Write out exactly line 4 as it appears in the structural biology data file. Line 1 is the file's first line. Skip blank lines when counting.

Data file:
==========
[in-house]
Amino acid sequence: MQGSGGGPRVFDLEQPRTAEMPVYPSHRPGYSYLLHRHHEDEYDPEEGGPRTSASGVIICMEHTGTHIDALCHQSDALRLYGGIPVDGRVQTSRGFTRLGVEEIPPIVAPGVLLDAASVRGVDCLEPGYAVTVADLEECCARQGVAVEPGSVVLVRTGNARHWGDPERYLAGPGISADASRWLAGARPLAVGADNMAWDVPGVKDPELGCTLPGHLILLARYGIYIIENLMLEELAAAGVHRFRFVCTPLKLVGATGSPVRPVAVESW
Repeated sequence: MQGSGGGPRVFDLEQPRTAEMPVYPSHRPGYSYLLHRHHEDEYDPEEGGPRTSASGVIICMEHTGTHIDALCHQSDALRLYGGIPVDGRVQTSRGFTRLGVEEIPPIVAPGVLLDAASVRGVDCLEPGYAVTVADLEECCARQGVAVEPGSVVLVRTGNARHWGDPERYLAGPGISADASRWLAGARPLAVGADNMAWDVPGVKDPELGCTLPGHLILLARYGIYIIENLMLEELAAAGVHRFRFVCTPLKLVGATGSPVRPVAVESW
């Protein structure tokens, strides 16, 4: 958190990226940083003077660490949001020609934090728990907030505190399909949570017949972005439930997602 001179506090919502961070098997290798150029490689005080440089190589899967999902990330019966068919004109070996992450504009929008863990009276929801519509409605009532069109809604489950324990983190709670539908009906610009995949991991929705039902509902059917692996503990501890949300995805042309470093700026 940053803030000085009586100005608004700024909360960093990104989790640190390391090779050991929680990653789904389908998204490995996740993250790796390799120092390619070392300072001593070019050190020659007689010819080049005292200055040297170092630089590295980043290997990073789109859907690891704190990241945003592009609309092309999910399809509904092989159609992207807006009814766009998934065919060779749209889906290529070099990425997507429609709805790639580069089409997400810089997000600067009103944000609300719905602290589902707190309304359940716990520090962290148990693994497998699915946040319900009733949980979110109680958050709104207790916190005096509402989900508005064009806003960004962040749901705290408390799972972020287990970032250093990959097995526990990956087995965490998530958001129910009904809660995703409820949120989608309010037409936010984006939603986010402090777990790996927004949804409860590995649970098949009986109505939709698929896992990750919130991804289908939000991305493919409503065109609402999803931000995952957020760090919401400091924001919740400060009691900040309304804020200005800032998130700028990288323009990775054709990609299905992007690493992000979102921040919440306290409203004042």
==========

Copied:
């Protein structure tokens, strides 16, 4: 958190990226940083003077660490949001020609934090728990907030505190399909949570017949972005439930997602 001179506090919502961070098997290798150029490689005080440089190589899967999902990330019966068919004109070996992450504009929008863990009276929801519509409605009532069109809604489950324990983190709670539908009906610009995949991991929705039902509902059917692996503990501890949300995805042309470093700026 940053803030000085009586100005608004700024909360960093990104989790640190390391090779050991929680990653789904389908998204490995996740993250790796390799120092390619070392300072001593070019050190020659007689010819080049005292200055040297170092630089590295980043290997990073789109859907690891704190990241945003592009609309092309999910399809509904092989159609992207807006009814766009998934065919060779749209889906290529070099990425997507429609709805790639580069089409997400810089997000600067009103944000609300719905602290589902707190309304359940716990520090962290148990693994497998699915946040319900009733949980979110109680958050709104207790916190005096509402989900508005064009806003960004962040749901705290408390799972972020287990970032250093990959097995526990990956087995965490998530958001129910009904809660995703409820949120989608309010037409936010984006939603986010402090777990790996927004949804409860590995649970098949009986109505939709698929896992990750919130991804289908939000991305493919409503065109609402999803931000995952957020760090919401400091924001919740400060009691900040309304804020200005800032998130700028990288323009990775054709990609299905992007690493992000979102921040919440306290409203004042």